to transmit for expertise the text of the law amending the Law on Local Self-Government;
to accept assistance in the preparation and observation of the forthcoming local elections;
to organise without delay a colloquy on regionalisation which could help to clarify Georgian regional structure and territorial organisation.
to step up co-operation within the Group of States Against Corruption (GRECO) with a view to applying its recommendations on the fight against corruption;
to accelerate the work undertaken with the Council of Europe and the UNHCR on the question of the repatriation of the deported Meskhetian population, including ongoing legal expertise of the draft law “on repatriation of persons deported from Georgia in the 1940s by the Soviet regime”, with a view to granting them the same status of rehabilitation as that already given to deportees of other ethnicities who were repatriated to Georgia under the Soviet regime.
As regards the freedom of the press and mass media, the Assembly calls on Georgia to draft and adopt a law on the electronic media, in order to regulate media activity and to guarantee the independence, pluralism and objectivity of the Georgian electronic media, and to consult the Council of Europe’s experts on any new draft legislation.
In respect of the Code of Criminal Procedure, the Assembly regrets that the new code which was initially drafted in close consultation with Council of Europe experts was expurgated by numerous amendments adopted by the Georgian Parliament in the weeks following the accession of the country to the Organisation, in May and June 1999, and that a new package of amendments was adopted in June 2001 without previous consultation of Council of Europe experts. It strongly urges the Georgian authorities to substantially improve co-operation with the Council of Europe in this respect.
The Assembly regrets that little progress has been made as regards respect for human rights:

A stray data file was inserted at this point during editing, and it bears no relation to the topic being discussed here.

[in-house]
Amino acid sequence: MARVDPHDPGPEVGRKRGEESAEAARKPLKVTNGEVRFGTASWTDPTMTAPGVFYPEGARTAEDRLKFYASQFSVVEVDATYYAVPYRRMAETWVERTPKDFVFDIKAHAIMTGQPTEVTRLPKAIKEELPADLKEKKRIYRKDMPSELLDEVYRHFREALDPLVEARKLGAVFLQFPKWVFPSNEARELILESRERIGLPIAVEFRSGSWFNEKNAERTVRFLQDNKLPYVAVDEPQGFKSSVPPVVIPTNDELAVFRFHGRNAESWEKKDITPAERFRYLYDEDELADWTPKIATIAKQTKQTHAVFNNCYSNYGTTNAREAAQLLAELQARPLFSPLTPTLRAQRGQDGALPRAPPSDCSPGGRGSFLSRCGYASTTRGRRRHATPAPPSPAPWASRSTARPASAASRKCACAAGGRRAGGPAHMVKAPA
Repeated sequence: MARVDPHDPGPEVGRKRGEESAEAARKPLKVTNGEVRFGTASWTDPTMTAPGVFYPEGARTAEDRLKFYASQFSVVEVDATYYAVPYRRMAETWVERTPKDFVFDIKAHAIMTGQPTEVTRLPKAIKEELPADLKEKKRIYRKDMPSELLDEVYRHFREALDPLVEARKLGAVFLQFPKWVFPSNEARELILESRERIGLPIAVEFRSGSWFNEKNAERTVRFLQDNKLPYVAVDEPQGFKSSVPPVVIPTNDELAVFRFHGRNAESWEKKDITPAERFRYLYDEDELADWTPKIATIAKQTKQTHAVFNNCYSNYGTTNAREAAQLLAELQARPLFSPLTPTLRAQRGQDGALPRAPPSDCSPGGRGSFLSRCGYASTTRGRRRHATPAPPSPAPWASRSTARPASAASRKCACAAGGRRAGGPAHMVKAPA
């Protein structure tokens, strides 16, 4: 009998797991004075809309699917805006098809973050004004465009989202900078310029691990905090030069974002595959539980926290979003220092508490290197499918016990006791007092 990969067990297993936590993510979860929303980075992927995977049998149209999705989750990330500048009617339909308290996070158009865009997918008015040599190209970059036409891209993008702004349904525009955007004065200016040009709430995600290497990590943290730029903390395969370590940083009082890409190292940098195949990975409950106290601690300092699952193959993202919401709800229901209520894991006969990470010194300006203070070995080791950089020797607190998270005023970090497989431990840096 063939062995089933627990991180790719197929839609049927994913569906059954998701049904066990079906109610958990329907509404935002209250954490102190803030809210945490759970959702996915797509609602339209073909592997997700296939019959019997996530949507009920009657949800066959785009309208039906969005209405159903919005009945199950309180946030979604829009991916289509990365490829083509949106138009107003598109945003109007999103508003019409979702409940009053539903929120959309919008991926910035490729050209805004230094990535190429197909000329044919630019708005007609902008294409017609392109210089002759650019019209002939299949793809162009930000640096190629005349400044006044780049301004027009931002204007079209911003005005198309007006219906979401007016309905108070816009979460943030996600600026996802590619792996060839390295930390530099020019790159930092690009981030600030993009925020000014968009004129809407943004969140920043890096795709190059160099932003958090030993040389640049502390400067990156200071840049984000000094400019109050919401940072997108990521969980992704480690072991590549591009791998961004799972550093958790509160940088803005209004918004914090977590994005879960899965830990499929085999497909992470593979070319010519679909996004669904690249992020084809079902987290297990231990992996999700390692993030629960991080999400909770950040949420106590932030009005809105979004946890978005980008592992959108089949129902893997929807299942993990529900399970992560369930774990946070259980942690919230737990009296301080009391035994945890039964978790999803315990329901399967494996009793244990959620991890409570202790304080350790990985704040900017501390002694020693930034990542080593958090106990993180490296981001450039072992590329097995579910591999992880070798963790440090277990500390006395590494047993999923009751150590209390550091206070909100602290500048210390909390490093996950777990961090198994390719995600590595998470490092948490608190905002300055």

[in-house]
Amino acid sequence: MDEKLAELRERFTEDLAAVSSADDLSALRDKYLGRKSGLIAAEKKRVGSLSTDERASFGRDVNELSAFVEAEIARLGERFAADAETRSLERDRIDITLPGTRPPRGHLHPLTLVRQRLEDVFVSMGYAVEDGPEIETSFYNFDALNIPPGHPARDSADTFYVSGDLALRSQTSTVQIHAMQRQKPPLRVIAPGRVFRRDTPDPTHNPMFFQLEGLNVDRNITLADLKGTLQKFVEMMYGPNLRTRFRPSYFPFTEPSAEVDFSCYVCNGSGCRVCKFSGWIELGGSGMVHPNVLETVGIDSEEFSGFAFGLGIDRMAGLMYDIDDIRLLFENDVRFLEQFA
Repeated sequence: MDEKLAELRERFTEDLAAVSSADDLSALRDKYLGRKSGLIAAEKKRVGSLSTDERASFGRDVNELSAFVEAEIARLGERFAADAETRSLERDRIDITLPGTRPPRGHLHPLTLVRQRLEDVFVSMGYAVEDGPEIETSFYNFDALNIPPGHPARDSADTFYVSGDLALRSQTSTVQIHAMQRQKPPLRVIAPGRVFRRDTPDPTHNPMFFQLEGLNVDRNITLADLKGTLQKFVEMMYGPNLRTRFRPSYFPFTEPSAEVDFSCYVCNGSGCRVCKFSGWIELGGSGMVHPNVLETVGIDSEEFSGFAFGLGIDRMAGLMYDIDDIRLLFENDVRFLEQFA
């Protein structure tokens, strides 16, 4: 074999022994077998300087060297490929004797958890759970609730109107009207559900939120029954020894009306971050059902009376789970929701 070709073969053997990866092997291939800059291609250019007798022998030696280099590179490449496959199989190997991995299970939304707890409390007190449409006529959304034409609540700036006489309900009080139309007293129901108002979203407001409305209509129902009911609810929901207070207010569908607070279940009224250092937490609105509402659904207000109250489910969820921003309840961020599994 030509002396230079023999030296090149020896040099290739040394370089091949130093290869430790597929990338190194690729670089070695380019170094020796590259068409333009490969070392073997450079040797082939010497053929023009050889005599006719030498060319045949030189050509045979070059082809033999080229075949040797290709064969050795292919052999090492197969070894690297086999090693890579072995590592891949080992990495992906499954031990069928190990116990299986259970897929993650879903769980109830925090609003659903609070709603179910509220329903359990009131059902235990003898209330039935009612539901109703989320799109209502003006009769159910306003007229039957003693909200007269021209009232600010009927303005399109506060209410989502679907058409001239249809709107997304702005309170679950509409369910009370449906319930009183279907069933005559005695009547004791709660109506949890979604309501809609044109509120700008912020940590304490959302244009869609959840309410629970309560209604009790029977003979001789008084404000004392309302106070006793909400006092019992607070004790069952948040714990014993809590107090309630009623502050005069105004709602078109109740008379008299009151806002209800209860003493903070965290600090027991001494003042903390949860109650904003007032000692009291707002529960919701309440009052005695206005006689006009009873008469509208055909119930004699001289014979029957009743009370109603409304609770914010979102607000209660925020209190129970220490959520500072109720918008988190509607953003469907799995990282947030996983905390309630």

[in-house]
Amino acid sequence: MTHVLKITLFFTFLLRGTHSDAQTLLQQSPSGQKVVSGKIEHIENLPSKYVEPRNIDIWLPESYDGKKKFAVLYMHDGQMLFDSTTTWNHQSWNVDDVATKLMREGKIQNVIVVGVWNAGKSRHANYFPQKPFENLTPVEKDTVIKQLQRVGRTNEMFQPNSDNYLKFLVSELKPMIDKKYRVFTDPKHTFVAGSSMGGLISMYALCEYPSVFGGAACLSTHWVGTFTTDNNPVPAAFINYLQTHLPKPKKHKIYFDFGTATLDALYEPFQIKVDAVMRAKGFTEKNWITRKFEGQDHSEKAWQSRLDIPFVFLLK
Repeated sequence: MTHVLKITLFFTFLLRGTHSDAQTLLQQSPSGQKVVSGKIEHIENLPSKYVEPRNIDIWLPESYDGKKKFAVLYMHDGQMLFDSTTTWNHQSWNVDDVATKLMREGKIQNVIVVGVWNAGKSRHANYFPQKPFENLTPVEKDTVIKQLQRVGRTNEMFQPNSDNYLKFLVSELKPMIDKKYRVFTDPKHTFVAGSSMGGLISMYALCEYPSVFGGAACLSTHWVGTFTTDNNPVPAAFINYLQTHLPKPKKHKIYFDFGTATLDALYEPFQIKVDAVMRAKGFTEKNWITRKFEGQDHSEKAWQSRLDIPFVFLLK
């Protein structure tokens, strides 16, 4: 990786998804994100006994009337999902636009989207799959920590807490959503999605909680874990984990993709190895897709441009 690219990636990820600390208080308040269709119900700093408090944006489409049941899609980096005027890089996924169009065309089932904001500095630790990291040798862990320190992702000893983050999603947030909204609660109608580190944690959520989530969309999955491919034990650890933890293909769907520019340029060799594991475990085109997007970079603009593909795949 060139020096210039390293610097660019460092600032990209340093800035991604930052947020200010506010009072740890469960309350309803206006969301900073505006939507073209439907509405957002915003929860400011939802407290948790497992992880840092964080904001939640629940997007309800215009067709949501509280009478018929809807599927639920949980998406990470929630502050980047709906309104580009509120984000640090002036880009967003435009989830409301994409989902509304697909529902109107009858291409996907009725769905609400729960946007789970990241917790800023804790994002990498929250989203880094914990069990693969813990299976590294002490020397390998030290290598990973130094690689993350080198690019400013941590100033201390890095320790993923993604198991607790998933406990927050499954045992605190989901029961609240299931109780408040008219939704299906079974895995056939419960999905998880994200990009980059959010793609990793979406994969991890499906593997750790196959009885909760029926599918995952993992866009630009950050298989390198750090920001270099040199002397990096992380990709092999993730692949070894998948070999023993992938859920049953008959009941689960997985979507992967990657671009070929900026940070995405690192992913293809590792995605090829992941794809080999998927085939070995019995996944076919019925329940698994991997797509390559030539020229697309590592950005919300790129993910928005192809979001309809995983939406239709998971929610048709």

it expresses its deep concern with regard to allegations of ill-treatment or torture of detainees in police custody and pre-trial detention, cases of arbitrary arrests and detentions, the violation of the rights of persons under police arrest or in pre-trial detention – in particular their right to consult a lawyer and to communicate with their family – complaints on violation of procedural rights, cases of intimidation, violation of the right to privacy, phone tapping, and so on;
it is alarmed by the behaviour of the police and other law enforcement bodies and condemns any disproportionate violence used by security forces against peaceful demonstrators;
it is also strongly concerned about repeated cases of violence by Orthodox extremists against believers of minority religious groups, such as Jehovah’s Witnesses and Baptists.
The Assembly urges the Georgian authorities to conduct a proper investigation into all cases of human rights violations and the abuse of power, to prosecute their perpetrators irrespective of their functions, and to adopt radical measures to bring definitively the country into line with the principles and standards of the Council of Europe.
The Assembly invites the Georgian authorities to authorise publication of the report of the European Committee for the Prevention of Torture and Inhuman or Degrading Treatment or Punishment on its visit to Georgia in May 2001.
In respect of commitments related to the status of the autonomous territories and the settlement of territorial conflicts by peaceful means, the Assembly welcomes progress made in granting autonomous status to Adjaria in April 2000, but regrets that no substantial progress has been made on a political settlement of the South Ossetian and Abkhaz conflicts, in spite of the efforts of the Georgian Government.
However, the Assembly recognises that the conditions have not been met for the Georgian authorities to fulfil their commitments to enact a legal framework determining the status of the autonomous territories and to elaborate a legal framework for the establishment of a second parliamentary chamber.
As regards the Abkhaz conflict, the Assembly:
calls on Georgian and Abkhaz leaders to continue their talks on the status of Abkhazia and on the return of all displaced persons who wish to do so, to Abkhazia;
recalls thatGeorgia must take legislative and administrative measures providing for restitution of property or compensation for property lost by persons forced to abandon their homes in the 1990 to 1994 conflicts.
In the light of the above considerations, the Assembly concludes that, although some progress has been made since accession, Georgia is far from honouring its obligations and commitments as a member state of the Council of Europe. The Assembly resolves to pursue the monitoring procedure in respect of Georgia in close co-operation with the Georgian delegation.
debate on 25 September 2001 (26th Sitting) (see Doc. 9191,
report of the Committee on the Honouring of Obligations and Commitments by
Member States of the Council of Europe, rapporteurs: Mr Diana and Mr Eörsi).
Text adopted by the Assembly on 25 September 2001 (26th Sitting).